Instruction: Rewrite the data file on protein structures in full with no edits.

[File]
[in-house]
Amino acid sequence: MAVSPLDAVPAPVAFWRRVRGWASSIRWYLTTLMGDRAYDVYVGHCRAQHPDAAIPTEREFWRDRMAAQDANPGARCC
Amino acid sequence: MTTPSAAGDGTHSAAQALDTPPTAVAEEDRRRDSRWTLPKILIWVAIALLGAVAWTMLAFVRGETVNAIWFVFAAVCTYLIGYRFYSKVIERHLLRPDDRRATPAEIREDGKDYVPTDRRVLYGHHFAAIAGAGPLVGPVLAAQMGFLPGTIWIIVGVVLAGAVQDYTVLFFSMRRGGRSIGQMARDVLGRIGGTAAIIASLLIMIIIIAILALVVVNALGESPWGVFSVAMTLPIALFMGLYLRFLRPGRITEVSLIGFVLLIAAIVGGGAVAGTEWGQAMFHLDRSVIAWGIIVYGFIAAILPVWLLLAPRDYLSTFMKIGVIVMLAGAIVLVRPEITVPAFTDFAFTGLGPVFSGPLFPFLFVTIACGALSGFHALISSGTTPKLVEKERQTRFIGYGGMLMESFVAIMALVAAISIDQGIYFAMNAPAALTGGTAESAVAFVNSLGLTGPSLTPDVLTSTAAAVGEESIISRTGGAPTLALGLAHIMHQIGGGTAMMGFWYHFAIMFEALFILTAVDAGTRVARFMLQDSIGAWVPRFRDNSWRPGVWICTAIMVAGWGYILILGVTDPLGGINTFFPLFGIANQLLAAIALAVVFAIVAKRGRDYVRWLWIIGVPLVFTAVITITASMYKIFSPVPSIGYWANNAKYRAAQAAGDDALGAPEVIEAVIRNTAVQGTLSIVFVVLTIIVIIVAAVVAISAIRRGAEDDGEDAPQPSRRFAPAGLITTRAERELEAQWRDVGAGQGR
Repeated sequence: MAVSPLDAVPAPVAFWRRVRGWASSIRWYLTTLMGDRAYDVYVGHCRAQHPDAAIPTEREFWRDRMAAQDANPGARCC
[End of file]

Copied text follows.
[in-house]
Amino acid sequence: MAVSPLDAVPAPVAFWRRVRGWASSIRWYLTTLMGDRAYDVYVGHCRAQHPDAAIPTEREFWRDRMAAQDANPGARCC
Amino acid sequence: MTTPSAAGDGTHSAAQALDTPPTAVAEEDRRRDSRWTLPKILIWVAIALLGAVAWTMLAFVRGETVNAIWFVFAAVCTYLIGYRFYSKVIERHLLRPDDRRATPAEIREDGKDYVPTDRRVLYGHHFAAIAGAGPLVGPVLAAQMGFLPGTIWIIVGVVLAGAVQDYTVLFFSMRRGGRSIGQMARDVLGRIGGTAAIIASLLIMIIIIAILALVVVNALGESPWGVFSVAMTLPIALFMGLYLRFLRPGRITEVSLIGFVLLIAAIVGGGAVAGTEWGQAMFHLDRSVIAWGIIVYGFIAAILPVWLLLAPRDYLSTFMKIGVIVMLAGAIVLVRPEITVPAFTDFAFTGLGPVFSGPLFPFLFVTIACGALSGFHALISSGTTPKLVEKERQTRFIGYGGMLMESFVAIMALVAAISIDQGIYFAMNAPAALTGGTAESAVAFVNSLGLTGPSLTPDVLTSTAAAVGEESIISRTGGAPTLALGLAHIMHQIGGGTAMMGFWYHFAIMFEALFILTAVDAGTRVARFMLQDSIGAWVPRFRDNSWRPGVWICTAIMVAGWGYILILGVTDPLGGINTFFPLFGIANQLLAAIALAVVFAIVAKRGRDYVRWLWIIGVPLVFTAVITITASMYKIFSPVPSIGYWANNAKYRAAQAAGDDALGAPEVIEAVIRNTAVQGTLSIVFVVLTIIVIIVAAVVAISAIRRGAEDDGEDAPQPSRRFAPAGLITTRAERELEAQWRDVGAGQGR
Repeated sequence: MAVSPLDAVPAPVAFWRRVRGWASSIRWYLTTLMGDRAYDVYVGHCRAQHPDAAIPTEREFWRDRMAAQDANPGARCC